The ethnicity invented by Black Yankees oscillated between two poles, just as African-American ethnicity does today. It was “a cleavage within the community, similar… to one familiar today between aspects of Negro life started by and based on white insitutions and those that are indigenous or nativistic.”36 At one extreme, they coined the term African-American, invented a fantasy image of Africa as a civilized, Eden-like homeland, strove to emigrate to lands where Blacks still ruled, and demanded segregated churches for worship by their adults and segregated schools for the education of their children in order to preserve their cultural integrity. At the other extreme, they considered themselves true Americans, their families having lived in the United States since long before the first Irish and Germans arrived, demanded integrated schools where their children could learn American mainstream values, demanded full membership in the body politic, and rejected colonization overseas as unjust exile. Although at any given instant in time, at least some Black Yankees populated the entire ideological spectrum between these two extremes of separatism on the one hand and integration on the other, fashions changed over the years.37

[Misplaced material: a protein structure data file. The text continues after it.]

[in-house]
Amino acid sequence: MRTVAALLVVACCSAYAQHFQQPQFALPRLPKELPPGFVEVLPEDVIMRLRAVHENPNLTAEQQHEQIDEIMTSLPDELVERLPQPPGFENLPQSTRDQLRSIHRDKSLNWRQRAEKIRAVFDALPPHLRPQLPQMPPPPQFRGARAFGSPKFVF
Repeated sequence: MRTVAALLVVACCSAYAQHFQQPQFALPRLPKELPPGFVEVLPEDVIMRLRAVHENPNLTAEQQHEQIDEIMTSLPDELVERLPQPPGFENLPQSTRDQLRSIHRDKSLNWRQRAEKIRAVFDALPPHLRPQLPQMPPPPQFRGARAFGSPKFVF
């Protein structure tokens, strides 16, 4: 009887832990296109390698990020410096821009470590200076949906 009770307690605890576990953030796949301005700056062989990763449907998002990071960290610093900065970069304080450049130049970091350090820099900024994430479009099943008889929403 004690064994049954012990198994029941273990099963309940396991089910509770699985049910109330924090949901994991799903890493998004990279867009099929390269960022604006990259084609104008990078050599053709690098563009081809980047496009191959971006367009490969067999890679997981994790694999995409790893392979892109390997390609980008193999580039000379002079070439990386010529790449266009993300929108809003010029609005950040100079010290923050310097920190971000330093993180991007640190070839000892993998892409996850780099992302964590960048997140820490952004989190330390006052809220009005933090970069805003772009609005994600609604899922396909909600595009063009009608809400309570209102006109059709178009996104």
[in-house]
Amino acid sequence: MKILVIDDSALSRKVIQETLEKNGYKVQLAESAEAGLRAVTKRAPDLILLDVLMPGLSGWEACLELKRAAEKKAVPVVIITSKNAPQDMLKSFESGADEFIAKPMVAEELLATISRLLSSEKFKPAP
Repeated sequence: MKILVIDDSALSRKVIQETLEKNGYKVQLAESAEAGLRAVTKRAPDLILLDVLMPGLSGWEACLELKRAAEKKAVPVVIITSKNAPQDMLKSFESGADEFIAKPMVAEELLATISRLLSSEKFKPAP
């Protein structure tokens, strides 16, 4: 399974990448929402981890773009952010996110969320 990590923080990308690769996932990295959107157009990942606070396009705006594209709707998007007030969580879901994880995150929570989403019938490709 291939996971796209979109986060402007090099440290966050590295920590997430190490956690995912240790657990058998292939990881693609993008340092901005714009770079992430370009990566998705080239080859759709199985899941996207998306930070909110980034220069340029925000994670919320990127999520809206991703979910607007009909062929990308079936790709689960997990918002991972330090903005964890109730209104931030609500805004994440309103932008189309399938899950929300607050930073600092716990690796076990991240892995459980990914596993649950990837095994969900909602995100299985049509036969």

From the Revolution to about 1826, Black Yankee ethnic self-image leaned towards separatism. They spoke longingly of returning to Africa. Yet, few emigrated although many had the opportunity. Instead, Africa became a fantasized Eden, spoken of in hushed tones the way European Jews would say “next year in Jerusalem.” They made up rituals and customs, which they attributed to the Dark Continent. They founded the traditional African-American churches. The African Society, founded in 1796, was the first known use of the term African to denote upper-class Black Yankees. Using his own money, Black Yankee ship’s captain Paul Cuffee of Boston personally conveyed 38 emigrants who wanted to return to Africa to Sierra Leone in 1815.38 Bostonian Prince Hall, who was born on September 12, 1748 in Barbados, organized the first chapter of African-American Masonry on March 6, 1775 and led the 1787 petition drive to open segregated schools in Boston, so that Black children could be taught by members of their own culture.39 After the Revolution, Peter J. Williams, Jr. and Samuel Cornish founded segregated schools for Black children in New York city.40 And shortly before the great Philadelphia yellow fever epidemic of 1793, Richard Allen and Absalom Jones both founded Black churches, the former the AME Church, the latter an African branch of the Episcopal Church. Allen and Jones both vowed that their churches, “would admit none to be enrolled members but descendants of the African race.”41